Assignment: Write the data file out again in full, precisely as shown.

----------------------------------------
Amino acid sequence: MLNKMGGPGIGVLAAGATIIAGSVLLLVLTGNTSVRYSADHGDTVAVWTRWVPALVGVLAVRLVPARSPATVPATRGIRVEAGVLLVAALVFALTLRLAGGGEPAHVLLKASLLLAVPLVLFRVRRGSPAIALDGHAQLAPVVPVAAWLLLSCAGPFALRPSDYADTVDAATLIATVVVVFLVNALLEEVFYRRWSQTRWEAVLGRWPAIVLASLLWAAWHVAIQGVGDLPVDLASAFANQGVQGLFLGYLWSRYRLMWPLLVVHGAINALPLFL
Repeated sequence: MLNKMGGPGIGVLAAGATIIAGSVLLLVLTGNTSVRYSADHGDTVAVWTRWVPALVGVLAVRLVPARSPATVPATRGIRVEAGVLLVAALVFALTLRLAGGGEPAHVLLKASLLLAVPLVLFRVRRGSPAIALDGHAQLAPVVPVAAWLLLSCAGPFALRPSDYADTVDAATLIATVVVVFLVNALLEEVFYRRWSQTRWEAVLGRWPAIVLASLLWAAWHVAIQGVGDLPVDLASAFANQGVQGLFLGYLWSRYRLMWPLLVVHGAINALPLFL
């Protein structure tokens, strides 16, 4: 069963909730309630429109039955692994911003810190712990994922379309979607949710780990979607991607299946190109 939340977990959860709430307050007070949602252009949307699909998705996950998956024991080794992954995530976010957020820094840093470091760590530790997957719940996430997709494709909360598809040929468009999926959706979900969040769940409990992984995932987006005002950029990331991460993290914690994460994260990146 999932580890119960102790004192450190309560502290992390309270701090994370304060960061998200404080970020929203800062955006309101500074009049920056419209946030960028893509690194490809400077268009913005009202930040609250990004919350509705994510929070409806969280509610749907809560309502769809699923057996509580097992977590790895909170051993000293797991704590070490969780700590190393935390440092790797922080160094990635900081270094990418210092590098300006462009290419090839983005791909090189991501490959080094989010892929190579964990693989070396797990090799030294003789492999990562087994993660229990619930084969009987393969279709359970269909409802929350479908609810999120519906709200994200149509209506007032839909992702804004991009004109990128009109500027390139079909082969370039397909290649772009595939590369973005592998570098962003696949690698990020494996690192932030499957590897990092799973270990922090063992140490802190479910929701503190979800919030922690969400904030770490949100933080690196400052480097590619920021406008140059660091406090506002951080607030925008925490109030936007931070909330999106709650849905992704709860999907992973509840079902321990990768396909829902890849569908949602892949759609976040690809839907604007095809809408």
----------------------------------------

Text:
Amino acid sequence: MLNKMGGPGIGVLAAGATIIAGSVLLLVLTGNTSVRYSADHGDTVAVWTRWVPALVGVLAVRLVPARSPATVPATRGIRVEAGVLLVAALVFALTLRLAGGGEPAHVLLKASLLLAVPLVLFRVRRGSPAIALDGHAQLAPVVPVAAWLLLSCAGPFALRPSDYADTVDAATLIATVVVVFLVNALLEEVFYRRWSQTRWEAVLGRWPAIVLASLLWAAWHVAIQGVGDLPVDLASAFANQGVQGLFLGYLWSRYRLMWPLLVVHGAINALPLFL
Repeated sequence: MLNKMGGPGIGVLAAGATIIAGSVLLLVLTGNTSVRYSADHGDTVAVWTRWVPALVGVLAVRLVPARSPATVPATRGIRVEAGVLLVAALVFALTLRLAGGGEPAHVLLKASLLLAVPLVLFRVRRGSPAIALDGHAQLAPVVPVAAWLLLSCAGPFALRPSDYADTVDAATLIATVVVVFLVNALLEEVFYRRWSQTRWEAVLGRWPAIVLASLLWAAWHVAIQGVGDLPVDLASAFANQGVQGLFLGYLWSRYRLMWPLLVVHGAINALPLFL
């Protein structure tokens, strides 16, 4: 069963909730309630429109039955692994911003810190712990994922379309979607949710780990979607991607299946190109 939340977990959860709430307050007070949602252009949307699909998705996950998956024991080794992954995530976010957020820094840093470091760590530790997957719940996430997709494709909360598809040929468009999926959706979900969040769940409990992984995932987006005002950029990331991460993290914690994460994260990146 999932580890119960102790004192450190309560502290992390309270701090994370304060960061998200404080970020929203800062955006309101500074009049920056419209946030960028893509690194490809400077268009913005009202930040609250990004919350509705994510929070409806969280509610749907809560309502769809699923057996509580097992977590790895909170051993000293797991704590070490969780700590190393935390440092790797922080160094990635900081270094990418210092590098300006462009290419090839983005791909090189991501490959080094989010892929190579964990693989070396797990090799030294003789492999990562087994993660229990619930084969009987393969279709359970269909409802929350479908609810999120519906709200994200149509209506007032839909992702804004991009004109990128009109500027390139079909082969370039397909290649772009595939590369973005592998570098962003696949690698990020494996690192932030499957590897990092799973270990922090063992140490802190479910929701503190979800919030922690969400904030770490949100933080690196400052480097590619920021406008140059660091406090506002951080607030925008925490109030936007931070909330999106709650849905992704709860999907992973509840079902321990990768396909829902890849569908949602892949759609976040690809839907604007095809809408």